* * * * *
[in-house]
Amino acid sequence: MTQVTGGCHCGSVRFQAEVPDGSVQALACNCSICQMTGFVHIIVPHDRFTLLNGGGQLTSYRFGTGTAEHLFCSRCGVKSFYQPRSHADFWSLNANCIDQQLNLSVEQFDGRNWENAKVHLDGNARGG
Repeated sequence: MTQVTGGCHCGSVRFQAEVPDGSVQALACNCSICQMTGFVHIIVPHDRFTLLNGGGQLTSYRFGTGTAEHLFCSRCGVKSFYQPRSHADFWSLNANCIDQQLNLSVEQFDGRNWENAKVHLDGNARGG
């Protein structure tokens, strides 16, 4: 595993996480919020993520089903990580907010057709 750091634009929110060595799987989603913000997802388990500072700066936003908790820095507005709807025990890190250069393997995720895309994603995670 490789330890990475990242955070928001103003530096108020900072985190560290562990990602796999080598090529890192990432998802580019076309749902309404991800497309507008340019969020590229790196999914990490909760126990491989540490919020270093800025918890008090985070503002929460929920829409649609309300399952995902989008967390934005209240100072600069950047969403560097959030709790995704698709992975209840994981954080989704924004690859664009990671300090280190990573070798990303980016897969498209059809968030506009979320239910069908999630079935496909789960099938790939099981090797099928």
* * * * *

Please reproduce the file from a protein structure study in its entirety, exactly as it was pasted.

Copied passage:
[in-house]
Amino acid sequence: MTQVTGGCHCGSVRFQAEVPDGSVQALACNCSICQMTGFVHIIVPHDRFTLLNGGGQLTSYRFGTGTAEHLFCSRCGVKSFYQPRSHADFWSLNANCIDQQLNLSVEQFDGRNWENAKVHLDGNARGG
Repeated sequence: MTQVTGGCHCGSVRFQAEVPDGSVQALACNCSICQMTGFVHIIVPHDRFTLLNGGGQLTSYRFGTGTAEHLFCSRCGVKSFYQPRSHADFWSLNANCIDQQLNLSVEQFDGRNWENAKVHLDGNARGG
């Protein structure tokens, strides 16, 4: 595993996480919020993520089903990580907010057709 750091634009929110060595799987989603913000997802388990500072700066936003908790820095507005709807025990890190250069393997995720895309994603995670 490789330890990475990242955070928001103003530096108020900072985190560290562990990602796999080598090529890192990432998802580019076309749902309404991800497309507008340019969020590229790196999914990490909760126990491989540490919020270093800025918890008090985070503002929460929920829409649609309300399952995902989008967390934005209240100072600069950047969403560097959030709790995704698709992975209840994981954080989704924004690859664009990671300090280190990573070798990303980016897969498209059809968030506009979320239910069908999630079935496909789960099938790939099981090797099928």